Louie Tucci has long been one of the most recognizable personalities in the ZBrush community. As a member of the Pixologic team for many years, he’s been involved in product development, marketing and has hosted many events including the ZBrush Summit. Since his days at the company, he’s ventured into a variety of avenues including education, music, toy design and more. Most recently, he’s teamed up with Wandering Planet Toys via a crowdfunded endeavor to help design a new collectible action figure commemorating the cult television classic The Prisoner, a niche project that falls perfectly in line with Louie’s offbeat and colorful creative persona. We recently sat down with the man himself as he told us what’s new and how ZBrush remains a trusted tool in his arsenal.
Hi Louie, good to be speaking with you again. You’re a familiar face to much of the ZBrush community, but for those who don’t know, tell us a bit about yourself and your journey as an artist
I was born in Toronto to an Italian Canadian family and spent most of my life in Little Italy before discovering ZBrush. Frankly, my interests were heavily aligned with music and performing music when a friend, Roja Huchez introduced me to ZBrush. He had been working on Avatar and returned from New Zealand to spend time with family and decompress. What resulted was an immediate appreciation for the potential of the software and while artistically inspired, I realized that if James Cameron was employing this tool to bring his creatures to life, clearly it would become a mainstay across multiple industries. Within a short period, I found myself standing in the parking lot of the Pixologic corporate offices here in Los Angeles. Serendipitous? Yes! Sometimes it’s better to jump and worry about finding the net later. I owe that one to Andrew Cawrse, who I might be correct in saying was told the very same thing by Richard McDonald. Information flows forward! Strangely, things lined up very quickly here in Hollywood and I was given an opportunity to join the ZBrush development team. Later, and about six thousand sales calls into my Pixologic career, I stepped into the role of Brand Manager. I think a lot of people perhaps know me in that role. LIVE from the…never mind! In those days, it was a team comprised of ZBrush fanatics. It still is! It’s always been about a bunch of people working out the best way for artists to be creative inside an application they all mutually find interesting. Ultimately, we were all behind the scenes working toward black belts in ZBrush. Of course, this only makes sense in reverse. I think having the space to experiment with tools and ideas is pivotal for advancing not only individual skills, but for pushing the envelope of development regardless of your industry. My days consisted of working to communicate to the public and associated clients what new features and functions were being incorporated while at the same time figuring out how those features worked together. Maybe that’s the most important point here. Try to imagine the component parts as a whole. It takes time and a lot of work to be able to step away and see things like that. This became clearer when I left the company. Left is too strong. Stepped away. I’m obviously still involved in certain aspects of ZBrush as a cultural tool. For me, the logical conclusion was to step into another role elsewhere while moving into the area of 3D printing. Working with 3D Systems allowed me to take my understanding of digital design further while stretching the possibilities of what could be created beyond the screen. At some point, perhaps after delivering a keynote at a conference, I realized that my abilities were at a level where others could benefit from my experience. Of course, working on the ZClassroom portal and associated tutorial videos in my time at Pixologic helped propel me in the direction of both secondary and post-secondary education. My current role as teacher and professor allows me to impact the lives of a diverse group of students from a wide range of cultures and socio-economic realities. I teach animation during the day to students in East Los Angeles. The position affords me a chance to advocate for access and opportunity where technology is concerned in a community known to be on the precipice of change. Change can only happen when technology is provided to all students in an effort to reduce or minimize opportunity gaps.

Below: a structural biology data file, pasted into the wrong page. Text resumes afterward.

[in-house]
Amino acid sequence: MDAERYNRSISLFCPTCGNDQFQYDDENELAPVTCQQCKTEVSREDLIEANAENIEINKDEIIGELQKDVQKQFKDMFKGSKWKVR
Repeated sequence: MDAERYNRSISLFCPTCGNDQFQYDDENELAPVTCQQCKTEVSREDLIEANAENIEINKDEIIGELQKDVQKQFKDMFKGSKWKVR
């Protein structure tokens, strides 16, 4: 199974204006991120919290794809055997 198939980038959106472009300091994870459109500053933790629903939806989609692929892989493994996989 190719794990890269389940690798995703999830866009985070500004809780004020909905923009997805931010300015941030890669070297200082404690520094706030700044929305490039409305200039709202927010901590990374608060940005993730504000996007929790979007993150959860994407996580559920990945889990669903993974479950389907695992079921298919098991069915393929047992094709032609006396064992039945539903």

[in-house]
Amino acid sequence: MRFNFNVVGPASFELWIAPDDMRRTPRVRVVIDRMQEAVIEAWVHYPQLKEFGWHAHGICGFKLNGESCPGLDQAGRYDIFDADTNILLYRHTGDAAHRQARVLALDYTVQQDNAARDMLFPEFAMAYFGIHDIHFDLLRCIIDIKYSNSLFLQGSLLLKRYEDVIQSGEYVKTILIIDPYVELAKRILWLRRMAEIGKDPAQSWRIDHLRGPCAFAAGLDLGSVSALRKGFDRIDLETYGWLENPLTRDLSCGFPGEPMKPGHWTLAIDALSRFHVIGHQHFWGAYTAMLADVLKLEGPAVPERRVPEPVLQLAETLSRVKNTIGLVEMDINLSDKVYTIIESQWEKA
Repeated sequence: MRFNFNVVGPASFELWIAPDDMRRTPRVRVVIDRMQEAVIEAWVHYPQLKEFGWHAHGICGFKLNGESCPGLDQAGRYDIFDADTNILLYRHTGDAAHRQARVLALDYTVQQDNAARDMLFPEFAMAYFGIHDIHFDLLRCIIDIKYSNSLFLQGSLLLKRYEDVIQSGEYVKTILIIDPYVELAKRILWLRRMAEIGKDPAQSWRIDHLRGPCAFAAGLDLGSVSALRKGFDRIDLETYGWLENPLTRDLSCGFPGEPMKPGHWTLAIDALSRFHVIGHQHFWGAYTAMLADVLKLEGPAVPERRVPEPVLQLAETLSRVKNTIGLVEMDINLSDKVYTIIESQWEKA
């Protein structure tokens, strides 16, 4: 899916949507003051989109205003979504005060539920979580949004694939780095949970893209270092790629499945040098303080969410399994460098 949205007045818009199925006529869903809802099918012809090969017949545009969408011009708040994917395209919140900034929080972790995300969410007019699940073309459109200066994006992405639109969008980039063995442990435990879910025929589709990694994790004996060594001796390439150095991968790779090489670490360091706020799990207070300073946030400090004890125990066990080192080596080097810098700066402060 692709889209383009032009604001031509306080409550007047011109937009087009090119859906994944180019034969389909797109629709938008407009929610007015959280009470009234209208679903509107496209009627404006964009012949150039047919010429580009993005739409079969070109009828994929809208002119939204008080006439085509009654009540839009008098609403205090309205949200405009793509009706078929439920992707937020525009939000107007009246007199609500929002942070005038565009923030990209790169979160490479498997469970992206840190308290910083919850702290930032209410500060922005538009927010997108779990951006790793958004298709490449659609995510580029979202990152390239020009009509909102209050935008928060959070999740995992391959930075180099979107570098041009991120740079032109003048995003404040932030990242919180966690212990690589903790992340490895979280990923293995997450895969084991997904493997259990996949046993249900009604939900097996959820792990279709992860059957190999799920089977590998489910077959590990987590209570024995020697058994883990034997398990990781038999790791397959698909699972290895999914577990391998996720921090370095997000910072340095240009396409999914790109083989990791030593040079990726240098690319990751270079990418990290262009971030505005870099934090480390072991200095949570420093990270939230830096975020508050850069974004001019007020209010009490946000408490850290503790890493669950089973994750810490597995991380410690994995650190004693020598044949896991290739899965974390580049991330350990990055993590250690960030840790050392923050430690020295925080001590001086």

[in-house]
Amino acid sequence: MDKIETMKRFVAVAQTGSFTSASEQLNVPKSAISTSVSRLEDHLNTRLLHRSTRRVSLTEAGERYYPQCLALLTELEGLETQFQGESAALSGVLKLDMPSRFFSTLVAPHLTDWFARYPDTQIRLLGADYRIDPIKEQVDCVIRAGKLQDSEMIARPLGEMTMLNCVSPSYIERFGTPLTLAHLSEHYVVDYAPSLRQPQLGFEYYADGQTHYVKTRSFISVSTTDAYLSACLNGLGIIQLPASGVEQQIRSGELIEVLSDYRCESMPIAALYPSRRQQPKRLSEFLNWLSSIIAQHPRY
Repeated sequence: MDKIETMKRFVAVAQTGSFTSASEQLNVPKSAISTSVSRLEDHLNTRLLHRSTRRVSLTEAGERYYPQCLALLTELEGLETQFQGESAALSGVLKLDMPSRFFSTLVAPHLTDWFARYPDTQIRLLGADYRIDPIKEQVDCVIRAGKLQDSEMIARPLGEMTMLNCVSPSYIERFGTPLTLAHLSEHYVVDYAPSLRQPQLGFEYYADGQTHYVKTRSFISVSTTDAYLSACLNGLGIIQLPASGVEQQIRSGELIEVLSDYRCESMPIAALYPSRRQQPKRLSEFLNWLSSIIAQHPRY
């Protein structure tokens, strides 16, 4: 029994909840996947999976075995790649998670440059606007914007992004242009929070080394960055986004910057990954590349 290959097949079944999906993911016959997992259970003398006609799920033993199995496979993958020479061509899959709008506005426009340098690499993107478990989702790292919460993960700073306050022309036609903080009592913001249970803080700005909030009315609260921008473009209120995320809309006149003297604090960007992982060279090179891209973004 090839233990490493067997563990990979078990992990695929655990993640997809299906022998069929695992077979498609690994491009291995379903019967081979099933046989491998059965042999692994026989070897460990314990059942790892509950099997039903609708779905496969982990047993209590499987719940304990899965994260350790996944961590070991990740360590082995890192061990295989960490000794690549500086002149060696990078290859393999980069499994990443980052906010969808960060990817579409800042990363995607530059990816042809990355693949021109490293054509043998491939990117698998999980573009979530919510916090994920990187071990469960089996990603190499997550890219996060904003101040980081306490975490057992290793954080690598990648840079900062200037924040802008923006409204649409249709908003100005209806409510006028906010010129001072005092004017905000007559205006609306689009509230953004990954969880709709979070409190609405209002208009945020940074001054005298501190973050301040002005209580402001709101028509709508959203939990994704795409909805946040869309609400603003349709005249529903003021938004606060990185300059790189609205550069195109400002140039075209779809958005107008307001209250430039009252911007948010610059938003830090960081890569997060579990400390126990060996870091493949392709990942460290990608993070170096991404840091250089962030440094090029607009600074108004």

As an accompaniment, I continue to facilitate training seminars for members of the Art Director’s Guild of America through the Los Angeles Academy of Figurative Art. These seminars are directly aligned with emerging trends in the costume design, animation and illustration disciplines. I think ZBrush has made the act of creating inside computer aided spaces all the easier. What we see now is an advanced fusion of skills and technology coming together to propel both media content development and design further. Adding to this, I maintain a professorship at the Laguna College of Art and Design where I work to advance curricular development and instruction in the Entertainment Design program.
What projects have you been working on most recently?